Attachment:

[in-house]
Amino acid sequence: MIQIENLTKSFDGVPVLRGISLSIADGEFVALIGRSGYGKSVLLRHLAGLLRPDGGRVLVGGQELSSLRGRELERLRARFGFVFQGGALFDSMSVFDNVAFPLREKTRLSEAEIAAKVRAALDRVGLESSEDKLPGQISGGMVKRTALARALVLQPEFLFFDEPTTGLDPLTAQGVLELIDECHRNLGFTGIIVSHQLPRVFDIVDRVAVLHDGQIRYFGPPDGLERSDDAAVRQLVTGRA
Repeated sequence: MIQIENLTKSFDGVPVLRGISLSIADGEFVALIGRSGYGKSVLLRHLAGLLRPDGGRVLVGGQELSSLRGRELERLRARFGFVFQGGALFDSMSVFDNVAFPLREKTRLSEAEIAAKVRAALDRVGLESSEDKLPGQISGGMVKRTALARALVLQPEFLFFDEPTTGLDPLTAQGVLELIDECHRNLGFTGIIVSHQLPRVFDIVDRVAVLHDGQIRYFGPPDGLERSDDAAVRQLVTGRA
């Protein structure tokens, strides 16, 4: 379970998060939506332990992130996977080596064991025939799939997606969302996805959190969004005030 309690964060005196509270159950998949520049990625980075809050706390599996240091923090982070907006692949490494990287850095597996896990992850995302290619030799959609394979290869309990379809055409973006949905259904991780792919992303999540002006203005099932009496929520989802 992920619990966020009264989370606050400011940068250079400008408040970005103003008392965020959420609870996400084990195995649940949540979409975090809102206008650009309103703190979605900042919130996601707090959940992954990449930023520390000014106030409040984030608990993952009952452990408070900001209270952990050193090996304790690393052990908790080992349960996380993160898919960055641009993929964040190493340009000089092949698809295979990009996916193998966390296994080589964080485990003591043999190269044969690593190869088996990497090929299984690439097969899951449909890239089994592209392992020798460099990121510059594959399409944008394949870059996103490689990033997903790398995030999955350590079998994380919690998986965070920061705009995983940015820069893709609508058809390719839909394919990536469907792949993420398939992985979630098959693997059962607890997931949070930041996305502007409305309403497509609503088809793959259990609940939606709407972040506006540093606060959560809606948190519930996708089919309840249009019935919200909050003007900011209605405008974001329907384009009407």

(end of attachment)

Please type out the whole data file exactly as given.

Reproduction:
[in-house]
Amino acid sequence: MIQIENLTKSFDGVPVLRGISLSIADGEFVALIGRSGYGKSVLLRHLAGLLRPDGGRVLVGGQELSSLRGRELERLRARFGFVFQGGALFDSMSVFDNVAFPLREKTRLSEAEIAAKVRAALDRVGLESSEDKLPGQISGGMVKRTALARALVLQPEFLFFDEPTTGLDPLTAQGVLELIDECHRNLGFTGIIVSHQLPRVFDIVDRVAVLHDGQIRYFGPPDGLERSDDAAVRQLVTGRA
Repeated sequence: MIQIENLTKSFDGVPVLRGISLSIADGEFVALIGRSGYGKSVLLRHLAGLLRPDGGRVLVGGQELSSLRGRELERLRARFGFVFQGGALFDSMSVFDNVAFPLREKTRLSEAEIAAKVRAALDRVGLESSEDKLPGQISGGMVKRTALARALVLQPEFLFFDEPTTGLDPLTAQGVLELIDECHRNLGFTGIIVSHQLPRVFDIVDRVAVLHDGQIRYFGPPDGLERSDDAAVRQLVTGRA
């Protein structure tokens, strides 16, 4: 379970998060939506332990992130996977080596064991025939799939997606969302996805959190969004005030 309690964060005196509270159950998949520049990625980075809050706390599996240091923090982070907006692949490494990287850095597996896990992850995302290619030799959609394979290869309990379809055409973006949905259904991780792919992303999540002006203005099932009496929520989802 992920619990966020009264989370606050400011940068250079400008408040970005103003008392965020959420609870996400084990195995649940949540979409975090809102206008650009309103703190979605900042919130996601707090959940992954990449930023520390000014106030409040984030608990993952009952452990408070900001209270952990050193090996304790690393052990908790080992349960996380993160898919960055641009993929964040190493340009000089092949698809295979990009996916193998966390296994080589964080485990003591043999190269044969690593190869088996990497090929299984690439097969899951449909890239089994592209392992020798460099990121510059594959399409944008394949870059996103490689990033997903790398995030999955350590079998994380919690998986965070920061705009995983940015820069893709609508058809390719839909394919990536469907792949993420398939992985979630098959693997059962607890997931949070930041996305502007409305309403497509609503088809793959259990609940939606709407972040506006540093606060959560809606948190519930996708089919309840249009019935919200909050003007900011209605405008974001329907384009009407």